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Miss Mary MacMahon and the Making of a Professional Network of Mobile Businesswomen in Early 20th Century Canada – Kirsten Widdes

Advertisements, such as this one, were placed in trade journals and emphasized the importance of properly trained, competent typists, highlighting both commercial training and the effectiveness of the United Typewriter Co.’s Employment Department.

Born in Hamilton Ontario Canada on September 4 1877, Mary MacMahon was the middle child of six and eldest daughter of Bernard and Ann, who emigrated from Ireland in 1874. [i] Like many women of her time, Mary was actively involved in many social organizations; St Joseph’s hospital auxiliary, Toronto Catholic Women’s League and the Toronto Granite Curling Club, to name a few.ii] It is perhaps, however, her career at Toronto’s United Typewriter Company Limited (becoming a subsidiary of Underwood Elliott Fisher Company, Ltd. in 1927), for which she is most recognized.

At a young age, MacMahon sought a career in business, beginning her career as a bookkeeper. While enrolled at Hamilton Business College, with aspirations of becoming a chartered accountant, a visit to her class from John Joseph Seitz, the president of United, would change this. Seitz, who was looking for typewriter operators at the time of his visit, would later offer MacMahon the position of Employment Officer within the company. [iii]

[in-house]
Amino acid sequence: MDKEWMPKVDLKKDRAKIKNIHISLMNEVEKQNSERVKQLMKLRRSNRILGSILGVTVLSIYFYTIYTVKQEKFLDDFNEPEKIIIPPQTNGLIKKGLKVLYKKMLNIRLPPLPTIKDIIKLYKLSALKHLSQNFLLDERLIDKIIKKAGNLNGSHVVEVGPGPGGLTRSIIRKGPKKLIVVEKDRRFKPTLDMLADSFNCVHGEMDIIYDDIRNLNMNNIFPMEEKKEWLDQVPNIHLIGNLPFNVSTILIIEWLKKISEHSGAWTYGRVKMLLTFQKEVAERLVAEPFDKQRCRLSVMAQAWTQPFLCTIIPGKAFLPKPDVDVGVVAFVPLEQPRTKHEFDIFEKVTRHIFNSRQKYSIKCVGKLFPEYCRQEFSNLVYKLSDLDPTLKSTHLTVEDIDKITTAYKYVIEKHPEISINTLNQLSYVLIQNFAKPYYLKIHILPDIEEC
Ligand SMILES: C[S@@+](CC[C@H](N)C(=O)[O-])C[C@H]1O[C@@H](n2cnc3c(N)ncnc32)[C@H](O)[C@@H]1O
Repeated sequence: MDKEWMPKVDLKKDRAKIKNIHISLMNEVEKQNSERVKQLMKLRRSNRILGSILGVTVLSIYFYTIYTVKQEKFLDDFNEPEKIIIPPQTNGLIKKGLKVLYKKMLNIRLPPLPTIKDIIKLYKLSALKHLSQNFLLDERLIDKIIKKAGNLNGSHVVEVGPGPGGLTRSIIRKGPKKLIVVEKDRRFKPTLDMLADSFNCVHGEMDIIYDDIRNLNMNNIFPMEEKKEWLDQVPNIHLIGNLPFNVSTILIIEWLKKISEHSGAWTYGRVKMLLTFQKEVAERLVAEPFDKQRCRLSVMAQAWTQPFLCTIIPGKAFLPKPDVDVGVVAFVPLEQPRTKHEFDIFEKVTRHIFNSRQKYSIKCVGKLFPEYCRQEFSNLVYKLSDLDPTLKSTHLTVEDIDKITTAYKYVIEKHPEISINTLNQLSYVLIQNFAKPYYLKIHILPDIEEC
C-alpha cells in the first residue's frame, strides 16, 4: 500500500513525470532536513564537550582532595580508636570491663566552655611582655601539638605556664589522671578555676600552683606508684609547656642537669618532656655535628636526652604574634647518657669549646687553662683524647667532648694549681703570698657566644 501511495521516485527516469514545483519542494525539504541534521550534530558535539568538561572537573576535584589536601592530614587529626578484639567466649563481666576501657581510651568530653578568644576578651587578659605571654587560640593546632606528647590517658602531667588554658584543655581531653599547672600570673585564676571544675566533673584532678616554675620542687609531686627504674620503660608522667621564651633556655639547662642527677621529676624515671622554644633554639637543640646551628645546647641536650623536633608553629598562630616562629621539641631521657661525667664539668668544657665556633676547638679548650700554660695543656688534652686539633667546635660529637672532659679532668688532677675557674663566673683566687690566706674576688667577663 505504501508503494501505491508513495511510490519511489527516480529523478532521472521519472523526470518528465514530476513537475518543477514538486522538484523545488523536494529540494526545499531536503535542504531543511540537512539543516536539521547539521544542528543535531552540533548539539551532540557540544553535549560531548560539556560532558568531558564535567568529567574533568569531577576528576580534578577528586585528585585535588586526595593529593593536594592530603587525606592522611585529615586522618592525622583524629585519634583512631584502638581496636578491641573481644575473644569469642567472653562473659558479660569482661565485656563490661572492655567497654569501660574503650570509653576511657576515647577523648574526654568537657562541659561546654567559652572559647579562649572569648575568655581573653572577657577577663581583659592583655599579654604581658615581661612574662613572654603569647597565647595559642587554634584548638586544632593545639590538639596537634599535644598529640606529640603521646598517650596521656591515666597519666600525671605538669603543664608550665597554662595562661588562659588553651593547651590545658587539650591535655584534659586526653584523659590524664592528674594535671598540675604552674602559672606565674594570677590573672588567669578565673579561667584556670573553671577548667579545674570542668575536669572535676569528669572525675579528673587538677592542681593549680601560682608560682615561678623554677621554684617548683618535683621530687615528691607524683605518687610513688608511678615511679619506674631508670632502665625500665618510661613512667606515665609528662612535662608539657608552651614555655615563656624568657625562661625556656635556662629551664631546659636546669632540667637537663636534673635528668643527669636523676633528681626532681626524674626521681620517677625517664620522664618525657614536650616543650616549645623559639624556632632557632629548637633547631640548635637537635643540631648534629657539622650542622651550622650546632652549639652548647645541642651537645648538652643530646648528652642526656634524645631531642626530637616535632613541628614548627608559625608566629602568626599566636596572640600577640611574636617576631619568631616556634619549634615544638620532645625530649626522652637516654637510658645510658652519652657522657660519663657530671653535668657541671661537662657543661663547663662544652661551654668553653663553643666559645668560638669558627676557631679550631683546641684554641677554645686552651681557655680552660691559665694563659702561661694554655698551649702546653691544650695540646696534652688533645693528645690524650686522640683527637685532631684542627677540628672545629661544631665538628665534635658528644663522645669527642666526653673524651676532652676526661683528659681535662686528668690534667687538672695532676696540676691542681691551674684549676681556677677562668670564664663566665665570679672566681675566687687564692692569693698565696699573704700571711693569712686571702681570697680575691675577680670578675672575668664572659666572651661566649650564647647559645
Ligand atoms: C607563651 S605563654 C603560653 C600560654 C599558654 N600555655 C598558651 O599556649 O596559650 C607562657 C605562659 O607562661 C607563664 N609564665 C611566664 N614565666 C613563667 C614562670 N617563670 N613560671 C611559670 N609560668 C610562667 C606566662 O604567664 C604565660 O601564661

Established in 1902, United Typewriter’s employment bureau opened in 1906, providing stenographic services free of charge for various businesses and professional people that required temporary help. [iv] The bureau, which was headed by MacMahon from its inception until her death in 1955, sought to maintain high standards through its policy of placing employees because of their proven ability, rather than by reference. Before being considered suitable to recommend for employment, applicants had to meet the ‘rigid requirements of the company’ and were tested for speed and accuracy in both shorthand and typing.[v] In an interview with Canadian news magazine, Maclean’s, MacMahon stated that, ‘it is the typewriter that has put the business woman where she is to-day’ although when the department first opened, ‘the typist was considered a part of her machine. She was put away out of sight somewhere in a little dark corner.’ In MacMahon’s view, stenography provided a platform for advancement. Through taking correspondence, the stenographer was ‘able to learn the basic principles of the business, benefit by mistakes and obtain a general working knowledge of the whole organization.’ [vi]